Chapter 10. Distributed File Systems

  • 10.1 The Basics

  • 10.2 NFS Version 2

    • 10.2.1 RPC Semantics

    • 10.2.2 Mount Protocol

    • 10.2.3 NFS File Protocol

    • 10.2.4 Network Lock Manager

  • 10.3 Common Internet File System (CIFS)

    • 10.3.1 Server Message Block (SMB) Protocol

    • 10.3.2 Opportunistic Locks

  • 10.4 DFS

  • 10.5 NFS Version 4

    • 10.5.1 Managing State

      • Mandatory Locks

      • Maintaining Order

    • 10.5.2 Dealing with Failure

  • 10.6 Conclusions

  • 10.7 Exercises

  • 10.8 References

Distributed file systems straddle the boundary between what is covered in a course on operating systems and what is covered in a course on distributed systems. They provide common file access to a collection of computers; all computers in the collection can access files as if they were local, even though the files don't reside in their local file systems. The need for such a distributed system grew out of the switch in the 1980s from multiuser time-shared systems to networks of workstations (or personal computers). A community of people using a time-sharing system shared a single file system, all files were accessed identically by programs, and files were shared trivially. Furthermore, the file systems were easily administered — they were all attached to one machine and could be easily backed up. A distributed file system provides all the benefits of the file system on a time-sharing system and opens them up to users of a collection of personal computers.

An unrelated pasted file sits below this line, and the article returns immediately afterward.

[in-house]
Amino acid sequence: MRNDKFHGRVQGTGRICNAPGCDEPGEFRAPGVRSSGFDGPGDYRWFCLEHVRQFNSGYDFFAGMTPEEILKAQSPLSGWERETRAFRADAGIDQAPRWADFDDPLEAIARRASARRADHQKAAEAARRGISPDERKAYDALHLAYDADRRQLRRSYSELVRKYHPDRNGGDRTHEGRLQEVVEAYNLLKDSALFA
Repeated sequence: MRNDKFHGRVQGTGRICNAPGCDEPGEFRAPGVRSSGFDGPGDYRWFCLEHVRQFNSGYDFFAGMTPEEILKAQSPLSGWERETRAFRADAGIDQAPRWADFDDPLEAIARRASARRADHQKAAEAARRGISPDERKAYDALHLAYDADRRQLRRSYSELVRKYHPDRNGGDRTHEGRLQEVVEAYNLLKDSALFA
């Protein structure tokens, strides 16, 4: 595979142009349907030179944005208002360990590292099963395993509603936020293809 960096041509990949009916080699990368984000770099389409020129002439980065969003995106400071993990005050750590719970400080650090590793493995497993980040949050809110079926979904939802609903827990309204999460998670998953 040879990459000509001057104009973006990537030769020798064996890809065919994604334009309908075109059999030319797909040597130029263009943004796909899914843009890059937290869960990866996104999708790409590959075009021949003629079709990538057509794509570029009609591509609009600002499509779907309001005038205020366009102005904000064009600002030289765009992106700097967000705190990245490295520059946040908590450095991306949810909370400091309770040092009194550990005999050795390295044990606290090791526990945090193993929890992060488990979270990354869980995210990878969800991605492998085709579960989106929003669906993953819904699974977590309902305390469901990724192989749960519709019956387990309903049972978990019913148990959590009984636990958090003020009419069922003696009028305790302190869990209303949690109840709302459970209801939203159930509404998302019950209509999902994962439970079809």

The history of distributed file systems goes back to the late 1970s and early 1980s. The first commercially ...

Get Operating Systems in Depth now with O’Reilly online learning.

O’Reilly members experience live online training, plus books, videos, and digital content from 200+ publishers.